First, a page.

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The objective of this session is to introduce the subject of software engineering. When you have read this session you will understand what software engineering is and why it is important, know the answers to key questions which provide an introduction to software engineering, understand ethical and professional issues which are important for software engineers.

Introduction

Virtually all countries now depend on complex computer-based systems. More and more products incorporate computers and controlling software in some form. The software in these systems represents a large and increasing proportion of the total system costs. Therefore, producing software in a cost-effective way is essential for the functioning of national and international economies.

Software engineering is an engineering discipline whose goal is the cost-effective development of software systems. Software is abstract and intangible. It is not constrained by materials, governed by physical laws or by manufacturing processes. In some ways, this simplifies software engineering as there are no physical limitations on the potential of software. In other ways, however, this lack of natural constraints means that software can easily become extremely complex and hence very difficult to understand.

Software engineering is still a relatively young discipline. The notion of ‘software engineering’ was first proposed in 1968 at a conference held to discuss what was then called the ‘software crisis’. This software crisis resulted directly from the introduction of powerful, third generation computer hardware. Their power made hitherto unrealisable computer applications a feasible proposition. The resulting software was orders of magnitude larger and more complex than previous software systems.

Early experience in building these systems showed that an informal approach to software development was not good enough. Major projects were sometimes years late. They cost much more than originally predicted, were unreliable, difficult to maintain and performed poorly. Software development was in crisis. Hardware costs were tumbling whilst software costs were rising rapidly. New techniques and methods were needed to control the complexity inherent in large software systems.

These techniques have become part of software engineering and are now widely although not universally used. However, there are still problems in producing complex software which meets user expectations, is delivered on time and to budget. Many software projects still have problems and this has led to some commentators (Pressman, 1997) suggesting that software engineering is in a state of chronic affliction.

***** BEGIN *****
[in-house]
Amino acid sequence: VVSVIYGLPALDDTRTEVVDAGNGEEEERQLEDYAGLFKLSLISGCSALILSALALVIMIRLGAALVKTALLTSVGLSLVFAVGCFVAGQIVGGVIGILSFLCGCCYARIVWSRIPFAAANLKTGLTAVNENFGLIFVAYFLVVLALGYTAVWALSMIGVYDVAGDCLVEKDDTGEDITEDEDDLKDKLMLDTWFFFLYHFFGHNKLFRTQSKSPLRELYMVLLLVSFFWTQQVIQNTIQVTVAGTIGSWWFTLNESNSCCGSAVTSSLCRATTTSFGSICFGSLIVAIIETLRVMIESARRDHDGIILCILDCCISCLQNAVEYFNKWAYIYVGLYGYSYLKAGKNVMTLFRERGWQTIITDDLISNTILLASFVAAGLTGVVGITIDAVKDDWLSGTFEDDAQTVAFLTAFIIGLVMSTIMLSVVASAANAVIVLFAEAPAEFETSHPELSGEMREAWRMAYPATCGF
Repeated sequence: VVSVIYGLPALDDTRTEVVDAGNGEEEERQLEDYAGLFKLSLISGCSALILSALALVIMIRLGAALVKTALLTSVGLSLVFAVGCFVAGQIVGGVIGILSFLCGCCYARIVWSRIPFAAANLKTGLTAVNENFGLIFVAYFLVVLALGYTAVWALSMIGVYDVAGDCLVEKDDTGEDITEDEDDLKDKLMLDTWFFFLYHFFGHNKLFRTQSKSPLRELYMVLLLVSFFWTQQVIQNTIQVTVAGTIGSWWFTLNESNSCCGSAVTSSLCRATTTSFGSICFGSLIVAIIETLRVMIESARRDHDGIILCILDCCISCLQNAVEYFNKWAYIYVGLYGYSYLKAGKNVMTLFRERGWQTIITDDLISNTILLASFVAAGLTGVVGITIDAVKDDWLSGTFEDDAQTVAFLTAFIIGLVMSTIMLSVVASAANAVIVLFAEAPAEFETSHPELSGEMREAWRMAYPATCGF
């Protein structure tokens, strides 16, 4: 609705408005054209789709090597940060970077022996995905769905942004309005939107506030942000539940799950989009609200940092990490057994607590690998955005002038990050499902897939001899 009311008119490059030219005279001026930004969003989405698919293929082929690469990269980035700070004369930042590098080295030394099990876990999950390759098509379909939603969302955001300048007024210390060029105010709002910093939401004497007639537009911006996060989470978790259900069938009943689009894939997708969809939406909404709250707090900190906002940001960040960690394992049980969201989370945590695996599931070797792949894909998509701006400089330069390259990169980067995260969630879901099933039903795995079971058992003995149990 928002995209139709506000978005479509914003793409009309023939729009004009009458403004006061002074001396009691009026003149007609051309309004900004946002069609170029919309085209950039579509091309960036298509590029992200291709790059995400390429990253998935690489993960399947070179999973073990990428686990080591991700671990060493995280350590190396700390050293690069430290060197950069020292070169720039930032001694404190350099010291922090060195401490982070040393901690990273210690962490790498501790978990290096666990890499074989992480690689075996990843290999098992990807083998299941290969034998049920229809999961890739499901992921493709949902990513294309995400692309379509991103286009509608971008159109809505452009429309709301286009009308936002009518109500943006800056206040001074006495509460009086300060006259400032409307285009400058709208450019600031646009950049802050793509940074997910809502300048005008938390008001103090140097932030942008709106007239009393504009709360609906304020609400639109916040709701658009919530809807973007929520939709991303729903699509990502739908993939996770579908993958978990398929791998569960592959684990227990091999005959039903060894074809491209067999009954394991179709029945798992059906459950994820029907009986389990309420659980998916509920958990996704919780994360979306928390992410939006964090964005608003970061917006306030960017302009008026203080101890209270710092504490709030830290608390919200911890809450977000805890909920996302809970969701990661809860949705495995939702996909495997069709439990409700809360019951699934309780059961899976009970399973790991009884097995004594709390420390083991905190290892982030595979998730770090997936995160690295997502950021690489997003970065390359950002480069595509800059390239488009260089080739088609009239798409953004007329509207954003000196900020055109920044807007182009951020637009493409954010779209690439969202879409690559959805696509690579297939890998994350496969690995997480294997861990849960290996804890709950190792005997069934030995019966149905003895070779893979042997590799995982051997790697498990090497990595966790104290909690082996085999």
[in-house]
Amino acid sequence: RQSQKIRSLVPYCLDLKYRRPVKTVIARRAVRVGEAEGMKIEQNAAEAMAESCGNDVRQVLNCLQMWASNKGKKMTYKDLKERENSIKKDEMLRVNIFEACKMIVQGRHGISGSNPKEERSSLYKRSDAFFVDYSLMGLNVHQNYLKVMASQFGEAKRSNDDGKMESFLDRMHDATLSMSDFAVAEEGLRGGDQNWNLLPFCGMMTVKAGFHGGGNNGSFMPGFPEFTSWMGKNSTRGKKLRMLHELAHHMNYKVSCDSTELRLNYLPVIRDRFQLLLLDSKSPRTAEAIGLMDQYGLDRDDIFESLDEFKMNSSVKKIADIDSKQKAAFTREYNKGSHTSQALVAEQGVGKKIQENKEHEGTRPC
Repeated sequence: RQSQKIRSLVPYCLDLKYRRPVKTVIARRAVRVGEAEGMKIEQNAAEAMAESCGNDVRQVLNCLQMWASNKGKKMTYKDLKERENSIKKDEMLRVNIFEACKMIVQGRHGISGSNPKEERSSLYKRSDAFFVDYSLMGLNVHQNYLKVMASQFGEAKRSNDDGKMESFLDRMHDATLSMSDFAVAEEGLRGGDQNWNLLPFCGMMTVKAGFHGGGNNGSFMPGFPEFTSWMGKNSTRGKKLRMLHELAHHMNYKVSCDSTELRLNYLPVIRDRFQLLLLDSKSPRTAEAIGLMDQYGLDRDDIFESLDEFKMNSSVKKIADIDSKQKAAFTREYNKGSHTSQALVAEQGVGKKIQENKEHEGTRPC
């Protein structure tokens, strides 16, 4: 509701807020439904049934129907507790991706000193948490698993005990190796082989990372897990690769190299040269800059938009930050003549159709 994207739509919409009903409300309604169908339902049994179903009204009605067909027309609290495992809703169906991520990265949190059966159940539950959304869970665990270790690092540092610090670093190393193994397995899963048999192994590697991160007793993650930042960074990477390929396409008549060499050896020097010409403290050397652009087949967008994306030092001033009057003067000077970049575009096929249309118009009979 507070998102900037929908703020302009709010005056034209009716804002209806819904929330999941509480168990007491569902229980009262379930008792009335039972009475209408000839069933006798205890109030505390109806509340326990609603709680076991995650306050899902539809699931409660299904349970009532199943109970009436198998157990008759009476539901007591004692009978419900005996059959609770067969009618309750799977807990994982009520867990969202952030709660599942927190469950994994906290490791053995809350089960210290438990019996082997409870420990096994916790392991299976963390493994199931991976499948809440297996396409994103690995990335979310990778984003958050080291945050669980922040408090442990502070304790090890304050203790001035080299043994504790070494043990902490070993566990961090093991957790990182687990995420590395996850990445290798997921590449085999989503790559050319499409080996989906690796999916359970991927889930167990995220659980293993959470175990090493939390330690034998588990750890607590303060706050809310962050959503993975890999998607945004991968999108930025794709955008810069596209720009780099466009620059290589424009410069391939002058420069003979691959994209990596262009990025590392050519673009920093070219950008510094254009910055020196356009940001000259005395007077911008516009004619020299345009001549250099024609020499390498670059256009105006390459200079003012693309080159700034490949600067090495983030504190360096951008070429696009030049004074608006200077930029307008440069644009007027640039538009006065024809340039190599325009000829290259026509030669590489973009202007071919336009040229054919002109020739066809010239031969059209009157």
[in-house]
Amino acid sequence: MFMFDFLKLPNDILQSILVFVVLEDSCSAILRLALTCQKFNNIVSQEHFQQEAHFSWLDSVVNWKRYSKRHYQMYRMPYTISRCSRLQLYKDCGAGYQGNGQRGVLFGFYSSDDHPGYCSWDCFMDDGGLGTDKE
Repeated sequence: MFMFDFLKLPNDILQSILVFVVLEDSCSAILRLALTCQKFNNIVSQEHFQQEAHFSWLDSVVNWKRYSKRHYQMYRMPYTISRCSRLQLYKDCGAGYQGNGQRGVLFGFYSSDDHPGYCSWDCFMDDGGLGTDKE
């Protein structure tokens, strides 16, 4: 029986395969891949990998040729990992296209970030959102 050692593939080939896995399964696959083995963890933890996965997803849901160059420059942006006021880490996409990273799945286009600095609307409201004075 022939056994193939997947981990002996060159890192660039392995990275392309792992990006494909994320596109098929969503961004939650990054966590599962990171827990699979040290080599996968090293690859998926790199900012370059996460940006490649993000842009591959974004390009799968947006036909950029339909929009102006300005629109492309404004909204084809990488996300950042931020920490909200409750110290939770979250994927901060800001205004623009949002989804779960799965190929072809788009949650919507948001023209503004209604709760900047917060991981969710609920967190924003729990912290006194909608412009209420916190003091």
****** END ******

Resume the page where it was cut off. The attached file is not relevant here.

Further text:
As our ability to produce software has increased so too has the complexity of the software systems required. New technologies resulting from the convergence of computers and communication systems place new demands on software engineers. For this reason and because many companies do not apply software engineering techniques effectively, we still have problems. Things are not as bad as the doomsayers suggest but there is clearly room for improvement.

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90 Pages
2015
English US
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Sample Questions from the My OCA Mock Exam

Question: Which MS Windows–based command-line utility will allow you to run the Java interpreter without launching the console window?

Choices:

javaw

interpw

java -wo

jconsole

Question: Of the following, which types of statements must be used to count the number of nickels in a String array of various coins?

Choices:

Assignment

Assertion

Iteration

Conditional

Question: What is the correct import package needed to use the ArrayList class?

Choices:

import java.awt.*;

import java.io.*;

import java.net.*;

import javax.swing.*;

import java.util.*;

Question: Which statement is not true about package statements?

Choices:

Package statements are optional.

Package statements are limited to one per source file.

Standard Java coding convention for package names reverses the domain name of the organization or group creating the package.

The package names beginning with javas.* and javaw.* are reserved.

Question: List four interfaces of the Collections API.

Choices:

ArrayList, Map, Set, Queue

List, Map, Set, Queue

List, Map, HashSet, PriorityQueue

List, HashMap, HashSet, PriorityQueue

Question: Of the following packages, which contain classes for building a graphical interface? (Choose all that apply.)

Choices:

java.awt

java.io

java.net

javax.swing

java.util

Question: You have created a set of classes for your company and would like to include them in a package. Which one of the following would be a valid package name?

Choices:

your company name

com.your company name

java.your company name

java.your_company_name

com.your_company_name

Question: Which of the following statements is correct?

Choices:

A Java class can extend only one superclass.

A Java class can extend multiple superclasses.

A Java class cannot extend any superclasses.

A Java class does not extend superclasses; it implements them.

Question: Which class in the java.io package allows for the reading and writing of files to specified locations within a file?

Choices:

File

FileDescriptor

FilenameFilter

RandomAccessFile

Question: Which statement represents a valid statement that will allow for the inclusion of classes from the java.util package?

Choices:

import java.util;

import java.util.*;

#include java.util;

#include java.util.*;

Question: What is the result of running the following command: javac Simulator.java

Choices:

The simulator program would be executed.

A bytecode file Simulator.class would be created.

A bytecode file Simulator.java would be created.

An error would be displayed because this is the wrong syntax.

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